But Texas had this problem once before.  And making sure all these things are winterized is an expense that may to an extent feel unnecessary.  But winterizing, unlike maintaining enough snow plows to deal with an extremely hilly area, is much more of a once-and-done expense, and it's going to turn out to have cost Texas more not to have done it.  I just wonder if this time, they'll learn their lesson.

As for "deserving" to have these extraordinarily high power bills, no, I disagree with that.  Frankly, I am of the opinion that utilities should be socialized and definitely shouldn't be for profit, and those exorbitant increases in power bills should not be happening, spread over months or in a single bill.
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Offline jfb

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Re: The future of the electric grid
« Reply #35 on: February 23, 2021, 01:14:07 PM »
You can coordinate from anywhere.  That he wasn't doing that is its own issue, and I'm assuredly not trying to absolve him from that.  I'm just saying, you know, he's not an expert in logistics.  He's not an expert in infrastructure.  He can't personally get people's power and water back on.  The hard work that's on the ground?  That has to be done in Texas?  He can do some of that symbolically, but he's not really doing the work that needs to get done.

Really, where he's needed most is arguably in DC, doing the work of, you know, a Senator.  Working with other Senators. 

Like John Cornyn, who was doing exactly that. 

His family could have flown to Cancun without him, and I wouldn't have had any issue with that (well, yeah, I would have had issues, but they'd have been more along the lines of "travel during COVID" and "must nice to have the resources to just get away while everyone else is stuck").  It's that he took the opportunity to check out when Cornyn and a good chunk of the TX House delegation were doing what they could to help, like normal elected officials.

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Now, none of the other Senators, including on his own side, like him, so that's going to be a problem, but there we are.

Al Franken once said he probably liked Ted Cruz more than any of the other Senators did, and he hated Ted Cruz. 

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Honestly?  I also get not investing in infrastructure.  I live in the Greater Seattle Area.  People mock us for our reaction to snow, and we get snow every year.  It doesn't always stick, and we usually have it for a couple of days before it melts, but we get it.  And (in part because we just moved here and I didn't go anywhere) I don't know what the nearest street in my neighbourhood that got plowed was.  I have a guess, but I know ours didn't, and I know the one you turn into to get to our street didn't.  Because we don't have the infrastructure.  We have chosen to spend it elsewhere.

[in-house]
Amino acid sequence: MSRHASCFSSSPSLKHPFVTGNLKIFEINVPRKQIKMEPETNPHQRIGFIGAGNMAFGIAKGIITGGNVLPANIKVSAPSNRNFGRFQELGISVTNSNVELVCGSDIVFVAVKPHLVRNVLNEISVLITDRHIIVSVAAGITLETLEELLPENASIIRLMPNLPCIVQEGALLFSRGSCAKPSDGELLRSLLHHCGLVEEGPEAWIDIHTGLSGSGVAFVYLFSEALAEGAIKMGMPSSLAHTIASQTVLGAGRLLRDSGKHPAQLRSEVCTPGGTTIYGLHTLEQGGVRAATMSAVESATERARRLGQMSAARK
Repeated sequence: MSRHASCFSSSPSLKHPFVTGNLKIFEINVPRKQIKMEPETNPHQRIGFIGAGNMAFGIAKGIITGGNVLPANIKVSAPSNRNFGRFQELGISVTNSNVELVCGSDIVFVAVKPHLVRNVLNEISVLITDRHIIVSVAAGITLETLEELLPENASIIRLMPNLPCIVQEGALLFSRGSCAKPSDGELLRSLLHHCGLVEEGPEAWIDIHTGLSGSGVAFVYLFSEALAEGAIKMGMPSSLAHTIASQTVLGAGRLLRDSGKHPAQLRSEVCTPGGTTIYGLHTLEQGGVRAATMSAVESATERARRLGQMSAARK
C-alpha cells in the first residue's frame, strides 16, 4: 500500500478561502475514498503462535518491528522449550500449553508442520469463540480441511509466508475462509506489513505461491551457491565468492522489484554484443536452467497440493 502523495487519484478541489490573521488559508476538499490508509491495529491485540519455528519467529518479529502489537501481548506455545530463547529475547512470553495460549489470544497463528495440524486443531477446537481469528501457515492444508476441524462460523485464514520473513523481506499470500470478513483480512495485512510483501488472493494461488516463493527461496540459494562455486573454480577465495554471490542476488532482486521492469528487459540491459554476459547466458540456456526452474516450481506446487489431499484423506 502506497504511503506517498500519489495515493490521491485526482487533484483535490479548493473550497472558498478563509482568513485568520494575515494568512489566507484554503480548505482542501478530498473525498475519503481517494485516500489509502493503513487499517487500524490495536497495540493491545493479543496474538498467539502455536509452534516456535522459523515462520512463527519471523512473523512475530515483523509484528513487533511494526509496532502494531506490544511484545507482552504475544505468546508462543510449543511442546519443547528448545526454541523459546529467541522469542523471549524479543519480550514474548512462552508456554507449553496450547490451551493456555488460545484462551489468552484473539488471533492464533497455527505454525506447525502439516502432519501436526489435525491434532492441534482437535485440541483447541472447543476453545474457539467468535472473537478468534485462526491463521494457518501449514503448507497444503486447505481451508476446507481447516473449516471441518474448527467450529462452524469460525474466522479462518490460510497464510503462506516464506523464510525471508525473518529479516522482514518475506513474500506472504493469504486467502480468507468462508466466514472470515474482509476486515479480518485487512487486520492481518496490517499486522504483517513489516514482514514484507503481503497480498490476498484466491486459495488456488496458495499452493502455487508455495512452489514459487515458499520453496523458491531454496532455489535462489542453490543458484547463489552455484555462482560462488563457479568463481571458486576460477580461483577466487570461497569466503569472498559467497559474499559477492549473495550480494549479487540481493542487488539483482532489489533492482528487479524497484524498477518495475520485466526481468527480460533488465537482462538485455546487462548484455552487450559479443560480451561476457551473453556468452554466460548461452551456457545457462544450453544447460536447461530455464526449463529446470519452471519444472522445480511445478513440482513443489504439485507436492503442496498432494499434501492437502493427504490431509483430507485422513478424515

But Texas had this problem once before.  And making sure all these things are winterized is an expense that may to an extent feel unnecessary.  But winterizing, unlike maintaining enough snow plows to deal with an extremely hilly area, is much more of a once-and-done expense, and it's going to turn out to have cost Texas more not to have done it.  I just wonder if this time, they'll learn their lesson.

Ars Technica had an article about the grid failure, and one of the outside experts (who has nothing to do with the Texas situation) pointed out that if we had winterized for the 2011 event, that likely would not have been sufficient for this event (this was colder for longer with more frozen precipitation).  He also pointed out that can't really test if our winterization is sufficient until a similar event occurs, which won't be for years, possibly decades.

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As for "deserving" to have these extraordinarily high power bills, no, I disagree with that.  Frankly, I am of the opinion that utilities should be socialized and definitely shouldn't be for profit, and those exorbitant increases in power bills should not be happening, spread over months or in a single bill.

Again, the extraordinarily high bills are for customers with variable-rate plans, which exposes them to spikes in the wholesale price of energy.  That's a small minority of consumers.  Most of us have fixed-rate plans through our providers, so we're insulated from those spikes.  Our bill next month will be higher for a variety of reasons, but it won't be in the thousands of dollars range. 

And I'm not saying they "deserve" those bills, I'm just saying that being on a variable-rate plan exposes you to some risk, and you should be aware of those risks before signing on.  Now, my wife read yesterday that some customers who had been on a fixed-rate plan were placed on a variable-rate plan without their knowledge, so they're getting screwed.  Again, per our Congressman, some of the relief funds coming in should go towards paying those bills.